Nokia 3310 - just a phone - nothing smart for your middle school kid

This post is all about why I am giving my daughter phone technology from September 2000.

The Nokia 3310 is an iconic cell phone. I remember when I would travel in Europe I could hear the echos of that signature ring tone in the train stations and airports of Europe - it was everywhere - now long forgotten.

 
1024px-Nokia_3310_blue.jpg
 

Last year, our kid's school aired a showing of a documentary called Screenagers. They showed it to the kids and then separately to the adults. That documentary really oriented me around the impact of screens on kids. All my previous set of assumptions were thrown out.

I have personally felt that while I love my phone we are changing in ways that create a lot of new challenges - challenges we aren't dealing with so well. 

The next time you go to a restaurant for example - look around and pay attention to tables of people. What you will probably observe are families, friends, couples all with their heads buried in their phones. I see kids walking down the street not even paying attention to the cherry blossoms and walking with their heads in their phones. Now look - I do this too! I have started a movement at work to eliminate screens from many of our work meetings.

Which reminds me - I am reading a few books on this topic that my friend Kelsi told me about.

Mantra.PNG

The first is a book called the Self Driven Child.

 
By William Stixrud PhD, Ned Johnson
 

The book dives into brain research about how this affects your kids.

If you’re a kid, the formula begins to look like this: the more technology you use, the poorer your self-regulation. The more technology you use, the worse your executive function (your Pilot). This matters a lot; self-regulation and executive function are about twice as good predictors of academic success as IQ at all grade levels, including college.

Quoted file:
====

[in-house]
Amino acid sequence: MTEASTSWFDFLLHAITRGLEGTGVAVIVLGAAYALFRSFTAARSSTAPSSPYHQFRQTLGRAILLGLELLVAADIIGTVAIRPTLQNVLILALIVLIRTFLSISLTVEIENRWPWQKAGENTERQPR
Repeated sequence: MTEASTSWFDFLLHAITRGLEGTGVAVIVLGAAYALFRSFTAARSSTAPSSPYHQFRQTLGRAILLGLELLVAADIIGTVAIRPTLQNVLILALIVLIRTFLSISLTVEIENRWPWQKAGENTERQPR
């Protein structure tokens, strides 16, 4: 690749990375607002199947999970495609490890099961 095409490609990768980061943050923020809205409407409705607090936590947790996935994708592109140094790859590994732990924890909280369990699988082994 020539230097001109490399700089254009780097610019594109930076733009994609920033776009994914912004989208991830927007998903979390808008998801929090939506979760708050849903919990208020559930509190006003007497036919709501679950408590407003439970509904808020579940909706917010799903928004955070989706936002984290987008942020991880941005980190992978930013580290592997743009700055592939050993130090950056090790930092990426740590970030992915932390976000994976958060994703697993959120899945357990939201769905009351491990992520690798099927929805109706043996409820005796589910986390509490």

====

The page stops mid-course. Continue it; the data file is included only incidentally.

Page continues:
...

Consider introducing a phone in steps. A lot of kids use their phone to text, so perhaps the first phone is one that allows calls and texts, but has no Internet capability.

...

Try to have at least thirty minutes of unplugged “private time” every day with your kids during the week and at least an hour a day on weekends when you don’t take calls or check your phone.

The second is How to break up with your phone.

 
By Catherine Price
 

So, lets assume you did decide to give your kid a phone? What kind of phone do you give them? And when do they get a smartphone?

There is increasing support for waiting till 8th grade for your kid to get a smartphone. This is called "Wait until 8th". We took the pledge!

What is exciting is that Nokia re-made the iconic Nokia 3310. I picked an orange one up from Amazon for $60. For an additional $20/month I added it to my AT&T Plan.

The phone is great. Battery life is a week or more! I taught my daughter how to use T-9 text input - remember that?

She loves the phone. We love the phone. She is ready to leave our nest with the ability to call us and for us to call / text her. My hope is we can make it to 8th grade!

So far she seems happy with this outcome.

I highly recommend attending a viewing of Screenagers with your child. It changed our family's POV on phones and screens.

For Seattle peeps, there are two public screenings in May

And if you want a phone for your kid, but don't want a smart phone, get the Nokia 3310. It's wild unboxing this thing and showing your kid how to use it.